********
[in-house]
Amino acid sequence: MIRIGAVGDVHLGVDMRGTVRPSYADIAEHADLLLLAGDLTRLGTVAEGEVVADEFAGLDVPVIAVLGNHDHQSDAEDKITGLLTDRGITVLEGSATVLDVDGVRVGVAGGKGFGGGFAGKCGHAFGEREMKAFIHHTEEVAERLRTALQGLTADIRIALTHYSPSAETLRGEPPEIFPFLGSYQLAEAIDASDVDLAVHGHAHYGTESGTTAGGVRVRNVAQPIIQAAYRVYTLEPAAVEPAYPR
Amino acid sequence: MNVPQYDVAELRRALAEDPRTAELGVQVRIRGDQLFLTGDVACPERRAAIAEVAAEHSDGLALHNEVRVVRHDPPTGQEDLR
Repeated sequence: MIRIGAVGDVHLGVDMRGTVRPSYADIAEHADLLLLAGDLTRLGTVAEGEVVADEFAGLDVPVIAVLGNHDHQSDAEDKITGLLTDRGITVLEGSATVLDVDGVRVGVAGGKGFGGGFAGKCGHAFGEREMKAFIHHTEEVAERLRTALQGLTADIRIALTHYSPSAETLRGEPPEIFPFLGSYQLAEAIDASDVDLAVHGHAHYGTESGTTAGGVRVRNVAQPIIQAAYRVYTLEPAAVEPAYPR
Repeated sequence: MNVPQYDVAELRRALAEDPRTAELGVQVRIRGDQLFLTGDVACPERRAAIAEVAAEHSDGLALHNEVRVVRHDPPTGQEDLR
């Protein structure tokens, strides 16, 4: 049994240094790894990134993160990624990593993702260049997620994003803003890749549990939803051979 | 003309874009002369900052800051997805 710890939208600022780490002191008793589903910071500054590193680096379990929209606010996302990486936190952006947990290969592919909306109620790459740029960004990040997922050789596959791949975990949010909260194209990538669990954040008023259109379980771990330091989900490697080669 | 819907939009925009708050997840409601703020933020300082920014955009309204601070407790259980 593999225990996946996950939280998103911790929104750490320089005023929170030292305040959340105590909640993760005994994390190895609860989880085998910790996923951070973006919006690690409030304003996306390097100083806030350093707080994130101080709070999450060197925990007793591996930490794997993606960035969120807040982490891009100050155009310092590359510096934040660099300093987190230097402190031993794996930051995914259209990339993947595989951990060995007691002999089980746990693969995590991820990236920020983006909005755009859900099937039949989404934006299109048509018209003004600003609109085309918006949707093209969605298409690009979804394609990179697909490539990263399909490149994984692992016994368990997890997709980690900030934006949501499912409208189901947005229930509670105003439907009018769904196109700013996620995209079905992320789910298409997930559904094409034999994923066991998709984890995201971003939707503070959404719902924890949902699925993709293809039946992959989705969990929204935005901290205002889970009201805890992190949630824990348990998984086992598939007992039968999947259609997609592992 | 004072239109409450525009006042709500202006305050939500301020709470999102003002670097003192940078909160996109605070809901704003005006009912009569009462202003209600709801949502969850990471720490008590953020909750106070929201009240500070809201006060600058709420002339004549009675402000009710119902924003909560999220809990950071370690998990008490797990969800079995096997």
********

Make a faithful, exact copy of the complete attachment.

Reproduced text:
[in-house]
Amino acid sequence: MIRIGAVGDVHLGVDMRGTVRPSYADIAEHADLLLLAGDLTRLGTVAEGEVVADEFAGLDVPVIAVLGNHDHQSDAEDKITGLLTDRGITVLEGSATVLDVDGVRVGVAGGKGFGGGFAGKCGHAFGEREMKAFIHHTEEVAERLRTALQGLTADIRIALTHYSPSAETLRGEPPEIFPFLGSYQLAEAIDASDVDLAVHGHAHYGTESGTTAGGVRVRNVAQPIIQAAYRVYTLEPAAVEPAYPR
Amino acid sequence: MNVPQYDVAELRRALAEDPRTAELGVQVRIRGDQLFLTGDVACPERRAAIAEVAAEHSDGLALHNEVRVVRHDPPTGQEDLR
Repeated sequence: MIRIGAVGDVHLGVDMRGTVRPSYADIAEHADLLLLAGDLTRLGTVAEGEVVADEFAGLDVPVIAVLGNHDHQSDAEDKITGLLTDRGITVLEGSATVLDVDGVRVGVAGGKGFGGGFAGKCGHAFGEREMKAFIHHTEEVAERLRTALQGLTADIRIALTHYSPSAETLRGEPPEIFPFLGSYQLAEAIDASDVDLAVHGHAHYGTESGTTAGGVRVRNVAQPIIQAAYRVYTLEPAAVEPAYPR
Repeated sequence: MNVPQYDVAELRRALAEDPRTAELGVQVRIRGDQLFLTGDVACPERRAAIAEVAAEHSDGLALHNEVRVVRHDPPTGQEDLR
């Protein structure tokens, strides 16, 4: 049994240094790894990134993160990624990593993702260049997620994003803003890749549990939803051979 | 003309874009002369900052800051997805 710890939208600022780490002191008793589903910071500054590193680096379990929209606010996302990486936190952006947990290969592919909306109620790459740029960004990040997922050789596959791949975990949010909260194209990538669990954040008023259109379980771990330091989900490697080669 | 819907939009925009708050997840409601703020933020300082920014955009309204601070407790259980 593999225990996946996950939280998103911790929104750490320089005023929170030292305040959340105590909640993760005994994390190895609860989880085998910790996923951070973006919006690690409030304003996306390097100083806030350093707080994130101080709070999450060197925990007793591996930490794997993606960035969120807040982490891009100050155009310092590359510096934040660099300093987190230097402190031993794996930051995914259209990339993947595989951990060995007691002999089980746990693969995590991820990236920020983006909005755009859900099937039949989404934006299109048509018209003004600003609109085309918006949707093209969605298409690009979804394609990179697909490539990263399909490149994984692992016994368990997890997709980690900030934006949501499912409208189901947005229930509670105003439907009018769904196109700013996620995209079905992320789910298409997930559904094409034999994923066991998709984890995201971003939707503070959404719902924890949902699925993709293809039946992959989705969990929204935005901290205002889970009201805890992190949630824990348990998984086992598939007992039968999947259609997609592992 | 004072239109409450525009006042709500202006305050939500301020709470999102003002670097003192940078909160996109605070809901704003005006009912009569009462202003209600709801949502969850990471720490008590953020909750106070929201009240500070809201006060600058709420002339004549009675402000009710119902924003909560999220809990950071370690998990008490797990969800079995096997």